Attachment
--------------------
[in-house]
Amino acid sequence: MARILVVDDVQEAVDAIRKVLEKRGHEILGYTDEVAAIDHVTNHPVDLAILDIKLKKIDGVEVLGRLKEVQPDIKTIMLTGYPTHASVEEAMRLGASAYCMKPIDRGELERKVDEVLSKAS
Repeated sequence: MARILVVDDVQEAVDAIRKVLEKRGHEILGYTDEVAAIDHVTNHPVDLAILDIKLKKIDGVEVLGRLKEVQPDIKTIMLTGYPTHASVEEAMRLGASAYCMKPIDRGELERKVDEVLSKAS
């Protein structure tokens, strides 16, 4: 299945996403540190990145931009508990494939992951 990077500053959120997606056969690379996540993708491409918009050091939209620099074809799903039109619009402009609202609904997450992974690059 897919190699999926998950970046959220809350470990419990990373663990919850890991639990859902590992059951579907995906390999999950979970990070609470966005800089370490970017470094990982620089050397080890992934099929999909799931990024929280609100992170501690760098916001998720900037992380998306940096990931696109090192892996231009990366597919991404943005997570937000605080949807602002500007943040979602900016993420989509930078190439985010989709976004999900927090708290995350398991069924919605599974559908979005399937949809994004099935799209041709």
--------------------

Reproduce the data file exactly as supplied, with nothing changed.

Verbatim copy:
[in-house]
Amino acid sequence: MARILVVDDVQEAVDAIRKVLEKRGHEILGYTDEVAAIDHVTNHPVDLAILDIKLKKIDGVEVLGRLKEVQPDIKTIMLTGYPTHASVEEAMRLGASAYCMKPIDRGELERKVDEVLSKAS
Repeated sequence: MARILVVDDVQEAVDAIRKVLEKRGHEILGYTDEVAAIDHVTNHPVDLAILDIKLKKIDGVEVLGRLKEVQPDIKTIMLTGYPTHASVEEAMRLGASAYCMKPIDRGELERKVDEVLSKAS
């Protein structure tokens, strides 16, 4: 299945996403540190990145931009508990494939992951 990077500053959120997606056969690379996540993708491409918009050091939209620099074809799903039109619009402009609202609904997450992974690059 897919190699999926998950970046959220809350470990419990990373663990919850890991639990859902590992059951579907995906390999999950979970990070609470966005800089370490970017470094990982620089050397080890992934099929999909799931990024929280609100992170501690760098916001998720900037992380998306940096990931696109090192892996231009990366597919991404943005997570937000605080949807602002500007943040979602900016993420989509930078190439985010989709976004999900927090708290995350398991069924919605599974559908979005399937949809994004099935799209041709």